Just like when a road is too busy and slows you down from reaching your destination, the same way it is with networks. This also slows down packages being sent and received in time and causes jitter. If this is the case, you may want to check what keeps your network busy and try to minimize that as much as possible.

Poor hardware performance

Using old and unreliable cars with issues can be very challenging when you need to reach your destination.

So does use old hardware or hardware with issues. It could be an outdated driver, a router, a switch, or a cable.

All of that will make a difference when we talk about jitter. If this is the case, make sure that you check your devices frequently and make sure they perform to the best of their capabilities.

WiFi Connection

Using a WiFi connection can be a challenging factor to troubleshoot but could also cause jitter in your network.

There are many factors for a healthy connection and sometimes the position of your router or even a wall in your house could make a great difference in jitter. 

A tip to simply know if you get jitter because of your wifi connection or your network itself is to switch to using a cable and testing again.

If that solves the problem you may want to consider relocating your router or your device to get the best possible WiFi connection.

If there is no way you can change that, you may consider using a cable connection instead of a WiFi connection.

Test your jitter | Jitter speed tester

How do I check my Internet jitter?

With all of this information about jitter, I know you got very curious and would like to know how you can test if you have jitter on your network. Here are some ways to test your network jitter.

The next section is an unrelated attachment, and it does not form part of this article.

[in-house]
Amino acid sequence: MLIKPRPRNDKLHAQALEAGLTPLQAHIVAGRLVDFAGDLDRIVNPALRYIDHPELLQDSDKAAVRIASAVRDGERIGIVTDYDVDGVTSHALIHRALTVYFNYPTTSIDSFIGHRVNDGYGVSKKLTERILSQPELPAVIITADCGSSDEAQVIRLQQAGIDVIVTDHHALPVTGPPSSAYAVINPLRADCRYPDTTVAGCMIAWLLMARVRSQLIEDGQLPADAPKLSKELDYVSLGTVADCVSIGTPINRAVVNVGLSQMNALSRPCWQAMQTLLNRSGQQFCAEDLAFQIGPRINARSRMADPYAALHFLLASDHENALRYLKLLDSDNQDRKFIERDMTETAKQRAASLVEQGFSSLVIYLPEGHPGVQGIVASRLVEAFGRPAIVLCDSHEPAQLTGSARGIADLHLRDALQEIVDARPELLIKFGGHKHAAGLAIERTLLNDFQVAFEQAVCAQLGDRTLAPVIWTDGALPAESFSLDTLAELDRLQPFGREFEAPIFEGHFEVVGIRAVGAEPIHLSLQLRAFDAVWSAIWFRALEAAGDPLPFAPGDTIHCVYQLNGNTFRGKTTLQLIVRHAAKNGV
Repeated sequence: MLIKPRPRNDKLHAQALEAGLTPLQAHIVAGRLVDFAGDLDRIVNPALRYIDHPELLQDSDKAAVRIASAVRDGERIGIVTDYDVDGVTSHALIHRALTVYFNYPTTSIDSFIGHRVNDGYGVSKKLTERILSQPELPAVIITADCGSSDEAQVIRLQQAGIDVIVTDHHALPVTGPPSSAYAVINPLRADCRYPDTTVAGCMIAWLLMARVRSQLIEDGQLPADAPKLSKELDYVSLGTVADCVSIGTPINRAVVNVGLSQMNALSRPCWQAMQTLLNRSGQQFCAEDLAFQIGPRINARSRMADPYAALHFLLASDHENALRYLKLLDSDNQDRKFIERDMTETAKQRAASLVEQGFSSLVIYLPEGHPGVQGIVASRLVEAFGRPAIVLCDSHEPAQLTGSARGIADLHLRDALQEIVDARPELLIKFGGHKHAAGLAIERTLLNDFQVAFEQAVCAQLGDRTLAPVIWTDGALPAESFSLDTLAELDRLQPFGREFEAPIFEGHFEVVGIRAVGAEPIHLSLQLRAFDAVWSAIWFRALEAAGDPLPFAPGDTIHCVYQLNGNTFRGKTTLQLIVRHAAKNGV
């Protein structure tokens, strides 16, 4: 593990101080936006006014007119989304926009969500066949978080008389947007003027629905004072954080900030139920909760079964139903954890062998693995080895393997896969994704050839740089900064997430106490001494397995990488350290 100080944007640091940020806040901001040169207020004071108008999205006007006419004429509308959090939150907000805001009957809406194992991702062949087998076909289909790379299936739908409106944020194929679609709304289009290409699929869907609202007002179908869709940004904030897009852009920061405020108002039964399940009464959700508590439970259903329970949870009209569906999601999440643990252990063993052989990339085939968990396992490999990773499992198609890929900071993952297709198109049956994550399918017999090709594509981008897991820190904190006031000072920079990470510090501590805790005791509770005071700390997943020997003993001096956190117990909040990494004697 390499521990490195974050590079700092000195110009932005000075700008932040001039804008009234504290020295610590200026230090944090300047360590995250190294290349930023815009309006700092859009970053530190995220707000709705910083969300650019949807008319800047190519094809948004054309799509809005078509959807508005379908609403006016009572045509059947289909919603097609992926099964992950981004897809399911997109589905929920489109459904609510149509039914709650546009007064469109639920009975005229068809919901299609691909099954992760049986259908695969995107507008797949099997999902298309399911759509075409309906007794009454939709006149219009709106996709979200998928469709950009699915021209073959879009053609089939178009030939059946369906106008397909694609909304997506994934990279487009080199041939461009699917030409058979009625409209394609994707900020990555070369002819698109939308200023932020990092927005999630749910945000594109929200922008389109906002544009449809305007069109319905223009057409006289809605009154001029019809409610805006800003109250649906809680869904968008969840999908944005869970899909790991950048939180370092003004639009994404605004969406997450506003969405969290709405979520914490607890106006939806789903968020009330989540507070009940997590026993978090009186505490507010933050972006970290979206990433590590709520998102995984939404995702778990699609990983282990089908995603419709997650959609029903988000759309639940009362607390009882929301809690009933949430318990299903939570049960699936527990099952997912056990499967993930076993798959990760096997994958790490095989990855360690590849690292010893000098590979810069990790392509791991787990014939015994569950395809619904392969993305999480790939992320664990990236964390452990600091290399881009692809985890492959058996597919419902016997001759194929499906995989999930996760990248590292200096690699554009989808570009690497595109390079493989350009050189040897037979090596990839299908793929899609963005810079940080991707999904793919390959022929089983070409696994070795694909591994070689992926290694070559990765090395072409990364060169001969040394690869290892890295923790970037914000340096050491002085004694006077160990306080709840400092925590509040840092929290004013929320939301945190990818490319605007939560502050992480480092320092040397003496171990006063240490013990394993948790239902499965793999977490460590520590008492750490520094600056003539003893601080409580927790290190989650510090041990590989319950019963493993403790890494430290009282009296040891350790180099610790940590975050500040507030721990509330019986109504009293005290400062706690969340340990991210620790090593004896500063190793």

Using a speed test service like www.speedtestgo.com will not only tell you what your download and upload speed is but will also tell you what your ping speed and jitter speed is. This is an easy way to know what your jitter speed is.

Another way of knowing what your jitter speed it is to calculate the average time difference between your ping speed after 24 ping speed tests in a sequence.

The ping speed of the second ping minus the ping speed of the first ping gives a difference, as does the ping speed of the third ping minus the ping speed of the second, and so on.

After you have calculated all of these time differences you calculate the average and that is called your jitter speed.

What is wifi jitter?

In networking, wifi jitter is the variation in the delay between data packets sent over a Wi-Fi network. It is often measured in milliseconds (ms).

What is a good jitter speed for gaming?

A good and acceptable jitter speed is below 30 ms. The lower the jitter speed is, the better your connection is and the better your gaming experience will be.

Higher jitter speeds may cause your video games to lag and decrease your gaming experience. If your jitter is too high, the game server may disconnect you from playing the game.

What is the difference between jitter and ping?

Ping is used to measure the quality of your network. The difference between ping and jitter is that jitter measures the variation or inconsistency in ping over a certain amount of time while ping measures the time it takes for a package to be sent and received from one device to another.


In conclusion, we have learned today that jitter is the variation or inconsistency between ping and is a measurement to determine the quality of your internet connection.

We have also learned why jitter happens and some basic steps to undertake to solve those issues. We have also learned how to calculate or measure jitter in your network.

An acceptable measure for jitter is below 30ms and we have also explained the difference between jitter and ping.

We hope that this gives a better understanding of what jitter is.